Judicial reviews help government, says justice minister
Judicial review challenges and court decisions have provided the government with 'important and practical guidance', the secretary for justice said yesterday.
'Although defeats in judicial reviews can be hard to swallow immediately, I am convinced, and I know that conviction is shared by many of my colleagues in the government, that the commitment to the high standards of legality, reasonableness and fairness ... will improve public administration,' Wong Yan-lung said.
Speaking on the second day of a conference organised by the Chinese University of Hong Kong, Mr Wong said principles laid down by various judicial review decisions were now 'entrenched in the government's thinking process', such as the principle of reasonable decision-making, which 'is being memorised like the multiplication table' by officials.
'The courts have provided the government important and practical guidance in areas where the relevant provisions may not be free from ambiguity, or where specific local legislation does not even exist, in certain areas affecting fundamental rights.'
Nevertheless, he stressed that if judicial review was a barometer of governance, then the government had 'not been doing too badly', winning 80 per cent of challenges in 'recent years'.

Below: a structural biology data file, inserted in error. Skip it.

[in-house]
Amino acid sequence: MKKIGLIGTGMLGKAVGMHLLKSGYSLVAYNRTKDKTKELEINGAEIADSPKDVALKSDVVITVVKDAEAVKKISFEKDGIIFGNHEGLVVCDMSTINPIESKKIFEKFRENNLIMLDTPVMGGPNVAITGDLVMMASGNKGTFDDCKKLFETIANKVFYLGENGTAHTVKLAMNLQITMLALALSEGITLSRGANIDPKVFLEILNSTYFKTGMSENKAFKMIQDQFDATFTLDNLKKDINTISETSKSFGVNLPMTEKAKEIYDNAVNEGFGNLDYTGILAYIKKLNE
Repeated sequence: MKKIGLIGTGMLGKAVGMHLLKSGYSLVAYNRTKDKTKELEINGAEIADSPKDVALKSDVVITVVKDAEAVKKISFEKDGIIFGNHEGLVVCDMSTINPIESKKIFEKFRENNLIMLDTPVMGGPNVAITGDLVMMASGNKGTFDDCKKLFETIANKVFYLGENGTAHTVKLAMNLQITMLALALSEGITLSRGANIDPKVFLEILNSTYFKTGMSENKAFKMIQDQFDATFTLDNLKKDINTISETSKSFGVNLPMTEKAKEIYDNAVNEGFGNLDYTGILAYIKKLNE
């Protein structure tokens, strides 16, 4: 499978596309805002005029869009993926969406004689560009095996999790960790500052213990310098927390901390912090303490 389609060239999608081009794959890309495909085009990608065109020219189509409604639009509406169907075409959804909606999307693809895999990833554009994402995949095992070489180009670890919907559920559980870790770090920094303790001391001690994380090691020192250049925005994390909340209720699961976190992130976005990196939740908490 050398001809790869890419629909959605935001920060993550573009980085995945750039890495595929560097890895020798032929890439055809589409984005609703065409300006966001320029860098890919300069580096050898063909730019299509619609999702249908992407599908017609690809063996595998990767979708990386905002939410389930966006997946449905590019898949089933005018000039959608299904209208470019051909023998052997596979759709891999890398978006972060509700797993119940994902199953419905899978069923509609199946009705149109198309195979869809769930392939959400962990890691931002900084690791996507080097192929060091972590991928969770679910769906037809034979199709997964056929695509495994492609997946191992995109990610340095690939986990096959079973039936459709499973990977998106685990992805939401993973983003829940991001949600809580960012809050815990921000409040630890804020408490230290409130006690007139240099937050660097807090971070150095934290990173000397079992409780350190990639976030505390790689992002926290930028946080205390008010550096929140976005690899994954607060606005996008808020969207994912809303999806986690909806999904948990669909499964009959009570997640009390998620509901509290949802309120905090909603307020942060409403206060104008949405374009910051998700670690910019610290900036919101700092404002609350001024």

On Wednesday, Chief Justice Andrew Li Kwok-nang said the growing number of judicial reviews should be viewed in a 'constructive and positive way' by both the public and the government.
Since 2004, there have been just under 150 applications a year for judicial reviews, compared with 29 in 1988. By the end of last month, there had been 118 applications this year. There were 143 last year.
Pan-democratic lawmakers have often criticised Mr Wong for remaining silent on key constitutional debates and urged him take up a more pro-active role in guarding people's rights.
Ronny Tong Ka-wah, a Civic Party lawmaker, noted that had Mr Wong called for proper legislation for the protection of rights, 'then cases like the ban on inmate voting would not have needed to go to the court in the first place'.
Speaking at the same conference, Director of Public Prosecutions Grenville Cross criticised judicial review applications intended to delay criminal proceedings, noting that 'justice delayed is justice denied'.
A judicial review decision on the constitutionality of the current regime for allocating radio licences will be handed down today.